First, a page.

The younger generations do not go into a bank. They’ve done everything online. There’s no “banking relationship” there. So, when the time came for them to apply for this free money, they did what they’ve always done. They went to their bank’s website and looked for an application. Those who have their money at a big bank found an electronic application. Those who have their money at a credit union or small community bank may have found a phone number or a downloadable PDF to complete.
They applied. They submitted. They waited. Then the money ran out. These small businesses did not get their PPP loan. Why not?
Because they didn’t have a phone number of their personal business banker to call and say, “Hey, we’re good, right? Good credit, customer for a few years, paid back that LoC…right?” Those that could make that call got moved towards the front of the line.
Now PPP 2 Is Coming
The same thing is going to happen with PPP2, which is imminent. Yes, our federal government is going to borrow another $400 (or so) billion, and run it through the same banks, pay them the same 5% commission, and further try to keep the economy from collapsing.
If you’re a small business, I suggest you get on the phone – or better yet go in person! – with your bank. Yes, you can still go into a bank branch (some of you just asked, ‘where’s that?’) and talk to a human being. If you want one of these PPP free money loans, that’s what you’ll do.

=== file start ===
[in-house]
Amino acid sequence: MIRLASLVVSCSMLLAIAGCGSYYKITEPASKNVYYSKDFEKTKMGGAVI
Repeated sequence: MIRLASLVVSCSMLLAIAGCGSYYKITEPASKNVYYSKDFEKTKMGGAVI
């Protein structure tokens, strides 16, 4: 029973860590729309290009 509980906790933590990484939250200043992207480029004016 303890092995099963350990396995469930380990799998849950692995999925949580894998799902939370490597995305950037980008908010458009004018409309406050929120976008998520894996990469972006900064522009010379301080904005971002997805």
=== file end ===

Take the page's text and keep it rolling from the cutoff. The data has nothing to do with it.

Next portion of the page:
If not, one of two things will happen. Your loan will be smaller than most of the others, so it’ll get pushed down the queue. Or, nobody will know your name on the top of that application, and so it’ll get ignored.
That’s how this game works.
How Could Congress Fix PPP2?
There are 3 very simple changes Congress could and should make to the PPP rounds 2, 3, 4, 5…you get the idea. Those fixes are as follows.
1. Decrease the commission on each loan from 5% down to 2%. The idea behind the CARES Act and PPP was to shore up small businesses, not reward banks.
2. Enforce the “first come, first served” rule. No, it’s not that hard. The SBA hands out a loan number each time it receives an application electronically. Those loan numbers can and should be used to create and manage the queue. That means the banks cannot stand in the middle of the application and the SBA computer system. That means the bank has to actually move into the 21st century and accept loan applications electronically. They just got millions, put it towards the tech!
3. Lower the maximum loan amount down from $10 million down to $2.5 million. Again, this is supposed to be about the little guys. We’ve also learned in the aftermath of PPP that some really big companies got some really big money. Maybe they needed it, maybe they didn’t, but it wasn’t intended for them.
I’m surprised PPP has gone as well as it has! Consider that the largest federal government in the galaxy put together a half decent plan, did their usual idiotic charades and finger pointing, passed the largest bailout bill in history, and dumped it on the banks in less than 30 days?!? That’s pretty good, so it shouldn’t come as any surprise that it’s not perfect.
PPP2 and PPP3 and PPP4 won’t be perfect either, but it’s now glaringly obvious where immediate improvements can be made.